Crazy California is at it again. In another bone-headed attempt at messing up the real estate market instead of letting it reset on its own, officials in San Bernardino County have figured out a way to seize property. Yes, that’s right; they have come up with a way to “save” homeowners from underwater mortgages by using eminent domain. They call it the “Home Ownership Protection Plan”. In order to qualify you have to be current on your mortgage payments and you can’t have a Fannie Mae or Freddie Mac loan.
Eminent domain, broadly understood, is the power of the state to seize private property without the owner’s consent. The most common use of property taken by eminent domain is for public facilities, highways and railroads.
County officials want to seize the “mortgages”, not the real property of underwater homeowners. The way I understand it is that private investors would provide the funds to pay the holders of the mortgages a fair market value for their holdings. They would then write “new” mortgages based on lower principal amounts which would be in line with the depressed value of the homes. Yeah, that sounds like a great deal for the original mortgage holders doesn’t it?
So let me get this straight. For example, I buy a new car, sign a contract for monthly payments and drive it off the lot. A week later, the car is “used” and has lost half of its value so now I want them to write down my loan to the new value and credit me the extra. I don’t want to take the hit on the loss, so let someone else take it! I also still have the use of the car. Sweet!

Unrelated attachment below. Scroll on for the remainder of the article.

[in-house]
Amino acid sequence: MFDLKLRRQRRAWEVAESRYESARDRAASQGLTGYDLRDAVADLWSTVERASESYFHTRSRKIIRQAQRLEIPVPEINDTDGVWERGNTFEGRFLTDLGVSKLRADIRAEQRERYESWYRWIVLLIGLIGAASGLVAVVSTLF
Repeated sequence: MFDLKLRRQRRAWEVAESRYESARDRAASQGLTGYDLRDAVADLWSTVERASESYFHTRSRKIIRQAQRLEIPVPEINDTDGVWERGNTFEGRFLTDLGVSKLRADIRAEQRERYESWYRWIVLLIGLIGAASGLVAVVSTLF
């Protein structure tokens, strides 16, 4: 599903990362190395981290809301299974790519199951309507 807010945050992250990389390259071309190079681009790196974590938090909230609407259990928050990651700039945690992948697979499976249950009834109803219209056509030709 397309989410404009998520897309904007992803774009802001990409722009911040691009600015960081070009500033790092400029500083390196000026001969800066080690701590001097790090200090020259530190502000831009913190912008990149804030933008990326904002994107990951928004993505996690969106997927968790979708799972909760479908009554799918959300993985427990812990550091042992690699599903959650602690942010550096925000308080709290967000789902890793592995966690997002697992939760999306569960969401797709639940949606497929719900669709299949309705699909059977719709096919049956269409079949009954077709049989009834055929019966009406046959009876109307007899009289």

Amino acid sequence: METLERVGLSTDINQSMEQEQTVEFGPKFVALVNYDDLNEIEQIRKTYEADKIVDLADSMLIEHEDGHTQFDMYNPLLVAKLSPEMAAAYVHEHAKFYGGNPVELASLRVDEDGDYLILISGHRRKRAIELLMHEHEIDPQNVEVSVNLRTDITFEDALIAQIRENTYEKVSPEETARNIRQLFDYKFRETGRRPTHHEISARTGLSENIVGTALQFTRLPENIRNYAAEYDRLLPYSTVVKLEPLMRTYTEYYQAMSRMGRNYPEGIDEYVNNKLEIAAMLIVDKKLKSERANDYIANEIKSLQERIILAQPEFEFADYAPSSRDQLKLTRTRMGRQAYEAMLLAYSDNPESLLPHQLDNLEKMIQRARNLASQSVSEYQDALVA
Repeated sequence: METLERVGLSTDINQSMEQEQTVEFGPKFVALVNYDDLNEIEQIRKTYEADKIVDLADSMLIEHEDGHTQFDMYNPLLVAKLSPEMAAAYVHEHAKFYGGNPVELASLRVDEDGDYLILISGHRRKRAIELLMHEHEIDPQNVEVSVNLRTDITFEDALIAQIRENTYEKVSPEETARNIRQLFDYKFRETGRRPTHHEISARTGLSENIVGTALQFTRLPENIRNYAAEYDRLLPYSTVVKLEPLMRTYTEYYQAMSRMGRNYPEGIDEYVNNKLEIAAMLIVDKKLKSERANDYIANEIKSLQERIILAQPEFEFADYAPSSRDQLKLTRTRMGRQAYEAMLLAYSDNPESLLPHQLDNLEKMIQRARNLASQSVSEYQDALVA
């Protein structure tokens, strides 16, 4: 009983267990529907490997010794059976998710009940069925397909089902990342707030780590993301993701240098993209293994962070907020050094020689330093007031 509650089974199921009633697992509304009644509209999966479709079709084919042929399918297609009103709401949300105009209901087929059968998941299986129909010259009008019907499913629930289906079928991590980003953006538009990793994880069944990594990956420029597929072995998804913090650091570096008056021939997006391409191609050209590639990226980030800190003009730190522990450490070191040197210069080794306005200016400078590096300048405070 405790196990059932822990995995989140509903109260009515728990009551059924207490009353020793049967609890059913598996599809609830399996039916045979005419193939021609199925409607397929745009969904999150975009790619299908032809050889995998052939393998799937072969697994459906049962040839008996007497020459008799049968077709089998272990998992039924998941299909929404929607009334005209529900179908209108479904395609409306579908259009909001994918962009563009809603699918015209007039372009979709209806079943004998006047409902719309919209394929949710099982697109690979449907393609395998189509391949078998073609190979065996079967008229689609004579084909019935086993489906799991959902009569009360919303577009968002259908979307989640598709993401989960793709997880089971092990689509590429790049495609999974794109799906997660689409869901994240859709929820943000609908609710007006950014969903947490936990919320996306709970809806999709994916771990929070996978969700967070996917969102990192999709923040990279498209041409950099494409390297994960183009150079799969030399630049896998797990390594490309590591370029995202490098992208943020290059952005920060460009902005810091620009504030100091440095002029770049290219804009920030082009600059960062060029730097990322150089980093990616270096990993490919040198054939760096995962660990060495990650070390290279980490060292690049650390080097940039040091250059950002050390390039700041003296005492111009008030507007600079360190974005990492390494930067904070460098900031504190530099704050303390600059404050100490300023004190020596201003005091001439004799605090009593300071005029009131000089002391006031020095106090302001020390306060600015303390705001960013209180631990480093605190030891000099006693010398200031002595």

The local officials think that it would be a great idea. They could solve their local housing problems and homeowners could stay in their homes with much reduced mortgages. Brilliant! Except the holders of the initial mortgages get totally screwed over because they have to give up their assets and take whatever value the government decides their notes are worth. That seems fair, right? The insanity is just staggering.
One of the companies in on the ground floor of this brainchild is Mortgage Resolution Partners. They stand to make a killing if this thing comes to pass. I am sure that other companies around the country are looking into doing the same thing in their states if their local governments get onboard. Beware; this could be coming your way soon.
If something like this does get the green light, it will turn everything about doing business on its head. Contracts will mean nothing anymore, which is becoming more obvious everyday with the amount of attorneys and lawsuits filed. When a person enters into a contract to buy a home, the lender expects to be paid back the amount of money that was agreed upon. It doesn’t specify that somewhere down the road if things go badly they can just reneg on the deal and let the government renegotiate the contract. What good is a contract then? Why even enter into one?